Is it mere coincidence that this policy change came only eight days after I reported about the anti-Obama e-mail and contacted UAB President Carol Garrison's office for comment? I doubt it.
I wonder how many black faculty, staff, or students were included in the decision to remove the reference to racist language from the UAB policy? My guess would be none.
As for my personal experience with UAB's dysfunctional environment . . . well, there is no doubt why I was unlawfully terminated. UAB initially made vague allegations that I was using my university computer to write my blog. When I filed a grievance after being fired, UAB information-technology employee Sean Maher testified that he had been asked to monitor my computer usage for a month or so. What was the result of Maher's investigation? He stated in the hearing that I had not typed the first keystroke on my blog, while at work. In fact, I had never even opened my blog while I was on UAB equipment or time.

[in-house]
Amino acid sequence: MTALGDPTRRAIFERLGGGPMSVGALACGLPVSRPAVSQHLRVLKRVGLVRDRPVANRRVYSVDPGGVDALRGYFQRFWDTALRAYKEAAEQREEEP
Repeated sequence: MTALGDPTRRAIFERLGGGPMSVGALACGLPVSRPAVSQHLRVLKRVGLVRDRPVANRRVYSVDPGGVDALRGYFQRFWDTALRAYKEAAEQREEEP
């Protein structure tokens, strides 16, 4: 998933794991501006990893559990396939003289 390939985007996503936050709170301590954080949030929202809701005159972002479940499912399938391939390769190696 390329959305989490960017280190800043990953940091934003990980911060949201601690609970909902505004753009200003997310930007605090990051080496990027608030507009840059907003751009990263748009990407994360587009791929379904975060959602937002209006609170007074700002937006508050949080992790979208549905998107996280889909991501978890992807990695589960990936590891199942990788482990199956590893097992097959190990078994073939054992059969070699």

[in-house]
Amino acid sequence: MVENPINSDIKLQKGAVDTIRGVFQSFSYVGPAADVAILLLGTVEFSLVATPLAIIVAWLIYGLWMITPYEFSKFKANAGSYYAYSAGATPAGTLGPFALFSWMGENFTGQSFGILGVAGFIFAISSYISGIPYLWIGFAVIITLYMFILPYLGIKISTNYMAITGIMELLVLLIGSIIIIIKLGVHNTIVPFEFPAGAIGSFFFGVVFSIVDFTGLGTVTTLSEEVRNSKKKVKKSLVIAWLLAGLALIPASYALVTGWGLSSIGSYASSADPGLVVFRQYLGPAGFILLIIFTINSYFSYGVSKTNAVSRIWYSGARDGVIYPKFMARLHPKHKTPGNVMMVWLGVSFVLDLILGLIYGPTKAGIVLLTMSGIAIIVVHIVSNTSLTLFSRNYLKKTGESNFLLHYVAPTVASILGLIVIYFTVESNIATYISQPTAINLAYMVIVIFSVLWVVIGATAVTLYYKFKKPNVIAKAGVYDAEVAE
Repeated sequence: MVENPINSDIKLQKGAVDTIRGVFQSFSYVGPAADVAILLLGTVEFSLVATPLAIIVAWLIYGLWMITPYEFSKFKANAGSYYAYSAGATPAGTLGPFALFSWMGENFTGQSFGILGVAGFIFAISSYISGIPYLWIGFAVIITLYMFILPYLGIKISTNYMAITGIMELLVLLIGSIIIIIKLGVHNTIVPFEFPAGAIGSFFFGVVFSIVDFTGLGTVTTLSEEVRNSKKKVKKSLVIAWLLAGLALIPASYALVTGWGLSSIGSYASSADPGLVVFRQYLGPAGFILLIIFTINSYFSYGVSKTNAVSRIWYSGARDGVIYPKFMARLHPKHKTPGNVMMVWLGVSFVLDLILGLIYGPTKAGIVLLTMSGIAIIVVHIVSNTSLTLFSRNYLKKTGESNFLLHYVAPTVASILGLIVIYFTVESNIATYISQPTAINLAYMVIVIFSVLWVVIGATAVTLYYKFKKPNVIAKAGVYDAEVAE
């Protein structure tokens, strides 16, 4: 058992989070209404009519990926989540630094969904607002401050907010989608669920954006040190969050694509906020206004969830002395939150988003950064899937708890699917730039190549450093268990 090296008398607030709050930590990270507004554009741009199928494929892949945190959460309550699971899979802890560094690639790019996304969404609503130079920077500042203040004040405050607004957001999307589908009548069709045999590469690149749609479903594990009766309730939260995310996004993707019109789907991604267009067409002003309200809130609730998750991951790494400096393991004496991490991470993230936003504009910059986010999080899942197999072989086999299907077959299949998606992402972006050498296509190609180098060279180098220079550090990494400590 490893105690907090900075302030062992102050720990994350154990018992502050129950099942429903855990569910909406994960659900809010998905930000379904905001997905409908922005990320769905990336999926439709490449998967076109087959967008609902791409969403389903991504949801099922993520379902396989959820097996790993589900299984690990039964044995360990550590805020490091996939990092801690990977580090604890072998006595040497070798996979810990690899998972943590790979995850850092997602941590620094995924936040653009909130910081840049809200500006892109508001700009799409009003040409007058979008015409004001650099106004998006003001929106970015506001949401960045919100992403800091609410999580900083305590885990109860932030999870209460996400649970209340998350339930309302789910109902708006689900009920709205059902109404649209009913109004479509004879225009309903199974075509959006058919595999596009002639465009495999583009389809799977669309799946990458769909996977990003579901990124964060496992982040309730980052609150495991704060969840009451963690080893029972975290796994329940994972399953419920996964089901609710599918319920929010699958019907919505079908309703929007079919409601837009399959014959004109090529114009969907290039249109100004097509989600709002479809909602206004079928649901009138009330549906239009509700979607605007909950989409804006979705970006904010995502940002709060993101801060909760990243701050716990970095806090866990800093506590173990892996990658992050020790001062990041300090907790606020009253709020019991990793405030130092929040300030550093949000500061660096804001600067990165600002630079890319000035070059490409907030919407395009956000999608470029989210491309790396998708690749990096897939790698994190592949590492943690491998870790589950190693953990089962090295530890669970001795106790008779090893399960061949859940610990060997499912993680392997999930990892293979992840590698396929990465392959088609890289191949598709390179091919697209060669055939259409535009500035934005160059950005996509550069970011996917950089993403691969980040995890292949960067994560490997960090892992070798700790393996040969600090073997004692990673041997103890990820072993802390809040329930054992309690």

With that established, UAB tried to allege that I was "researching" my blog while at work. That didn't hold water, either, as we explained in a previous post:
This "researching my blog" charge is nonsensical on multiple levels. The claim seems to be that I was checking various news items about the Siegelman case, and then posts would show up on my blog about the Siegelman case. In making this charge, UAB conveniently ignored my job description. My fellow editors and I were charged with, among many other things, keeping up with current events so that we could present possible story ideas for our some 20 alumni publications, covering almost every academic subject at a major research university.